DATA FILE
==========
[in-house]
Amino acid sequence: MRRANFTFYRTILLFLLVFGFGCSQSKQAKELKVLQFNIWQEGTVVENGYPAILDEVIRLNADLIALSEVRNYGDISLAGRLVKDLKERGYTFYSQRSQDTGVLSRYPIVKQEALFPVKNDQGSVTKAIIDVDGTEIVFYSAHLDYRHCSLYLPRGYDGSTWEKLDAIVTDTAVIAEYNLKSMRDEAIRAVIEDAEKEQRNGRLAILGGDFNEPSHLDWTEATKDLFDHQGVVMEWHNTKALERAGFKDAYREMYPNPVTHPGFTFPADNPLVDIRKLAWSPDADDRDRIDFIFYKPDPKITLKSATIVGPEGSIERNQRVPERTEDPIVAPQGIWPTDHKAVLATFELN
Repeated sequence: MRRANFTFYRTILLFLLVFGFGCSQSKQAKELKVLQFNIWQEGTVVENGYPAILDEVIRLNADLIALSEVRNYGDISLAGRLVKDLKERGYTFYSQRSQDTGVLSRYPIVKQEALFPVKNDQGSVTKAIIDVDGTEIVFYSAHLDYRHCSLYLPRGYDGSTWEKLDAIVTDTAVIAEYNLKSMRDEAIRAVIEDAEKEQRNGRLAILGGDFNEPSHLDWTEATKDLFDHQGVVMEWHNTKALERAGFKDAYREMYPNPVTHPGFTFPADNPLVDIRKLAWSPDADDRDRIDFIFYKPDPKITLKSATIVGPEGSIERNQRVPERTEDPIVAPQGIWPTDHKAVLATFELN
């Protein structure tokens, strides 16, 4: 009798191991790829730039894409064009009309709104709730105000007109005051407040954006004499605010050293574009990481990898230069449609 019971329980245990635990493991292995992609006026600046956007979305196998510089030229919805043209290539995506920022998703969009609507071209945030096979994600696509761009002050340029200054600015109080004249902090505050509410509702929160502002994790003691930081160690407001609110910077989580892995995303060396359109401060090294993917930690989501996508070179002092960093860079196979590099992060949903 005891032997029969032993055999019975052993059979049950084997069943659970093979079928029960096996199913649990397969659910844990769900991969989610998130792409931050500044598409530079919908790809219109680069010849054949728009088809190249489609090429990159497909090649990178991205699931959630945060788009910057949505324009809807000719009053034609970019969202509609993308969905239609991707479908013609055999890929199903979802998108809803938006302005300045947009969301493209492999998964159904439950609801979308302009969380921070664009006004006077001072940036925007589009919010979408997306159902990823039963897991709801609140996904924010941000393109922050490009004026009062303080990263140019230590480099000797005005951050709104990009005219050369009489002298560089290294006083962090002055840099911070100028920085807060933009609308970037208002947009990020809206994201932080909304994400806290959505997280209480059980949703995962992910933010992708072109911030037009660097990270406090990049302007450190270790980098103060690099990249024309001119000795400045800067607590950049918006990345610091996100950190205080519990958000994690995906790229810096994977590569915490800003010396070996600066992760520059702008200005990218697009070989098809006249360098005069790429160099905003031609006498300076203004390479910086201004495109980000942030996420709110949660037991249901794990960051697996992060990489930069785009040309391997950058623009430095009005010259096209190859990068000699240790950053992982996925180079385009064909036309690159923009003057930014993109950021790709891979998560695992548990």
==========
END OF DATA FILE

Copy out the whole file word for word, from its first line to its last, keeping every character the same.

[in-house]
Amino acid sequence: MRRANFTFYRTILLFLLVFGFGCSQSKQAKELKVLQFNIWQEGTVVENGYPAILDEVIRLNADLIALSEVRNYGDISLAGRLVKDLKERGYTFYSQRSQDTGVLSRYPIVKQEALFPVKNDQGSVTKAIIDVDGTEIVFYSAHLDYRHCSLYLPRGYDGSTWEKLDAIVTDTAVIAEYNLKSMRDEAIRAVIEDAEKEQRNGRLAILGGDFNEPSHLDWTEATKDLFDHQGVVMEWHNTKALERAGFKDAYREMYPNPVTHPGFTFPADNPLVDIRKLAWSPDADDRDRIDFIFYKPDPKITLKSATIVGPEGSIERNQRVPERTEDPIVAPQGIWPTDHKAVLATFELN
Repeated sequence: MRRANFTFYRTILLFLLVFGFGCSQSKQAKELKVLQFNIWQEGTVVENGYPAILDEVIRLNADLIALSEVRNYGDISLAGRLVKDLKERGYTFYSQRSQDTGVLSRYPIVKQEALFPVKNDQGSVTKAIIDVDGTEIVFYSAHLDYRHCSLYLPRGYDGSTWEKLDAIVTDTAVIAEYNLKSMRDEAIRAVIEDAEKEQRNGRLAILGGDFNEPSHLDWTEATKDLFDHQGVVMEWHNTKALERAGFKDAYREMYPNPVTHPGFTFPADNPLVDIRKLAWSPDADDRDRIDFIFYKPDPKITLKSATIVGPEGSIERNQRVPERTEDPIVAPQGIWPTDHKAVLATFELN
């Protein structure tokens, strides 16, 4: 009798191991790829730039894409064009009309709104709730105000007109005051407040954006004499605010050293574009990481990898230069449609 019971329980245990635990493991292995992609006026600046956007979305196998510089030229919805043209290539995506920022998703969009609507071209945030096979994600696509761009002050340029200054600015109080004249902090505050509410509702929160502002994790003691930081160690407001609110910077989580892995995303060396359109401060090294993917930690989501996508070179002092960093860079196979590099992060949903 005891032997029969032993055999019975052993059979049950084997069943659970093979079928029960096996199913649990397969659910844990769900991969989610998130792409931050500044598409530079919908790809219109680069010849054949728009088809190249489609090429990159497909090649990178991205699931959630945060788009910057949505324009809807000719009053034609970019969202509609993308969905239609991707479908013609055999890929199903979802998108809803938006302005300045947009969301493209492999998964159904439950609801979308302009969380921070664009006004006077001072940036925007589009919010979408997306159902990823039963897991709801609140996904924010941000393109922050490009004026009062303080990263140019230590480099000797005005951050709104990009005219050369009489002298560089290294006083962090002055840099911070100028920085807060933009609308970037208002947009990020809206994201932080909304994400806290959505997280209480059980949703995962992910933010992708072109911030037009660097990270406090990049302007450190270790980098103060690099990249024309001119000795400045800067607590950049918006990345610091996100950190205080519990958000994690995906790229810096994977590569915490800003010396070996600066992760520059702008200005990218697009070989098809006249360098005069790429160099905003031609006498300076203004390479910086201004495109980000942030996420709110949660037991249901794990960051697996992060990489930069785009040309391997950058623009430095009005010259096209190859990068000699240790950053992982996925180079385009064909036309690159923009003057930014993109950021790709891979998560695992548990």